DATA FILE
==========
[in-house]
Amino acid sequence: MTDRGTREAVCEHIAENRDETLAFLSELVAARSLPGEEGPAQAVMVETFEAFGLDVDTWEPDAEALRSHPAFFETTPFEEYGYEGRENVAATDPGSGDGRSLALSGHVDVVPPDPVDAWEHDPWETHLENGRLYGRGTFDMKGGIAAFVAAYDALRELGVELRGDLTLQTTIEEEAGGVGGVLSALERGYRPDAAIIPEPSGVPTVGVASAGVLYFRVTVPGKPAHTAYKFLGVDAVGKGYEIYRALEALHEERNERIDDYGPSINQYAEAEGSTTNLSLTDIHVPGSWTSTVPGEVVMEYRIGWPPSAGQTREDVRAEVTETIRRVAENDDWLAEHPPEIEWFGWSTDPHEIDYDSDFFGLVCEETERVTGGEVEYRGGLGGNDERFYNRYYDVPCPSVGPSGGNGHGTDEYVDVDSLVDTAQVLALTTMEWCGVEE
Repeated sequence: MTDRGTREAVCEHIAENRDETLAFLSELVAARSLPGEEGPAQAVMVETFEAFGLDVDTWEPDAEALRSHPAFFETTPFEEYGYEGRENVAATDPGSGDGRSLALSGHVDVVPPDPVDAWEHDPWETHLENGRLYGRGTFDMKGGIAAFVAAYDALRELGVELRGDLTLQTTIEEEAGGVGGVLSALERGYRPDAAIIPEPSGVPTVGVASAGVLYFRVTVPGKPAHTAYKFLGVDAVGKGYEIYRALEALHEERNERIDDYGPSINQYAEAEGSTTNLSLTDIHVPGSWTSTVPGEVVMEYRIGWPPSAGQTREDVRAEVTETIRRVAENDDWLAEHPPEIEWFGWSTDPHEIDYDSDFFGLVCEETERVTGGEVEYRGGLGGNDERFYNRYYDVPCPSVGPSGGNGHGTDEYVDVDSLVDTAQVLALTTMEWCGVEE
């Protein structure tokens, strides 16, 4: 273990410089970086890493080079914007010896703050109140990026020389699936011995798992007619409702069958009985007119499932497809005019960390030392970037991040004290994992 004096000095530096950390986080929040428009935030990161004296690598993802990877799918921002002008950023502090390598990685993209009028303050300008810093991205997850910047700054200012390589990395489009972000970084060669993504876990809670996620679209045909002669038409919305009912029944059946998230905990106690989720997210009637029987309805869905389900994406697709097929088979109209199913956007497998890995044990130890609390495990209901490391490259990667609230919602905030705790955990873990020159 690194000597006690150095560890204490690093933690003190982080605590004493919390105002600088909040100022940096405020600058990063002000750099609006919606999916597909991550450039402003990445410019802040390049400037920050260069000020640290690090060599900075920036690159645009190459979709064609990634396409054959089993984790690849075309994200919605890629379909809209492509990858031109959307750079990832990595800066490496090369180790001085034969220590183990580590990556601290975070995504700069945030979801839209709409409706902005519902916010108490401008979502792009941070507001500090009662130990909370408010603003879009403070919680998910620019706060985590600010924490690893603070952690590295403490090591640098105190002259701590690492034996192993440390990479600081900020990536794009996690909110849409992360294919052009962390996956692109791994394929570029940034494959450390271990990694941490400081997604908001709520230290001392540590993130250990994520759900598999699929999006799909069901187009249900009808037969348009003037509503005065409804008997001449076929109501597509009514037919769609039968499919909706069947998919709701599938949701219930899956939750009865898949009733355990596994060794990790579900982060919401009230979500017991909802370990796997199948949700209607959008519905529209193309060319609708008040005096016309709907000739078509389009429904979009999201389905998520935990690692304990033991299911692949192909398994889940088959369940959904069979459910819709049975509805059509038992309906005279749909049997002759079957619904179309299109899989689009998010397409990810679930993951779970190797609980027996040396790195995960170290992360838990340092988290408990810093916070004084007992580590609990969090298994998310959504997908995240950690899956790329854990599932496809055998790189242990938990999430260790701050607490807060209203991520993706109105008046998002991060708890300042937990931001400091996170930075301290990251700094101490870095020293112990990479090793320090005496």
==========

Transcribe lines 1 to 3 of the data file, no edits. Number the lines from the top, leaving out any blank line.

[in-house]
Amino acid sequence: MTDRGTREAVCEHIAENRDETLAFLSELVAARSLPGEEGPAQAVMVETFEAFGLDVDTWEPDAEALRSHPAFFETTPFEEYGYEGRENVAATDPGSGDGRSLALSGHVDVVPPDPVDAWEHDPWETHLENGRLYGRGTFDMKGGIAAFVAAYDALRELGVELRGDLTLQTTIEEEAGGVGGVLSALERGYRPDAAIIPEPSGVPTVGVASAGVLYFRVTVPGKPAHTAYKFLGVDAVGKGYEIYRALEALHEERNERIDDYGPSINQYAEAEGSTTNLSLTDIHVPGSWTSTVPGEVVMEYRIGWPPSAGQTREDVRAEVTETIRRVAENDDWLAEHPPEIEWFGWSTDPHEIDYDSDFFGLVCEETERVTGGEVEYRGGLGGNDERFYNRYYDVPCPSVGPSGGNGHGTDEYVDVDSLVDTAQVLALTTMEWCGVEE
Repeated sequence: MTDRGTREAVCEHIAENRDETLAFLSELVAARSLPGEEGPAQAVMVETFEAFGLDVDTWEPDAEALRSHPAFFETTPFEEYGYEGRENVAATDPGSGDGRSLALSGHVDVVPPDPVDAWEHDPWETHLENGRLYGRGTFDMKGGIAAFVAAYDALRELGVELRGDLTLQTTIEEEAGGVGGVLSALERGYRPDAAIIPEPSGVPTVGVASAGVLYFRVTVPGKPAHTAYKFLGVDAVGKGYEIYRALEALHEERNERIDDYGPSINQYAEAEGSTTNLSLTDIHVPGSWTSTVPGEVVMEYRIGWPPSAGQTREDVRAEVTETIRRVAENDDWLAEHPPEIEWFGWSTDPHEIDYDSDFFGLVCEETERVTGGEVEYRGGLGGNDERFYNRYYDVPCPSVGPSGGNGHGTDEYVDVDSLVDTAQVLALTTMEWCGVEE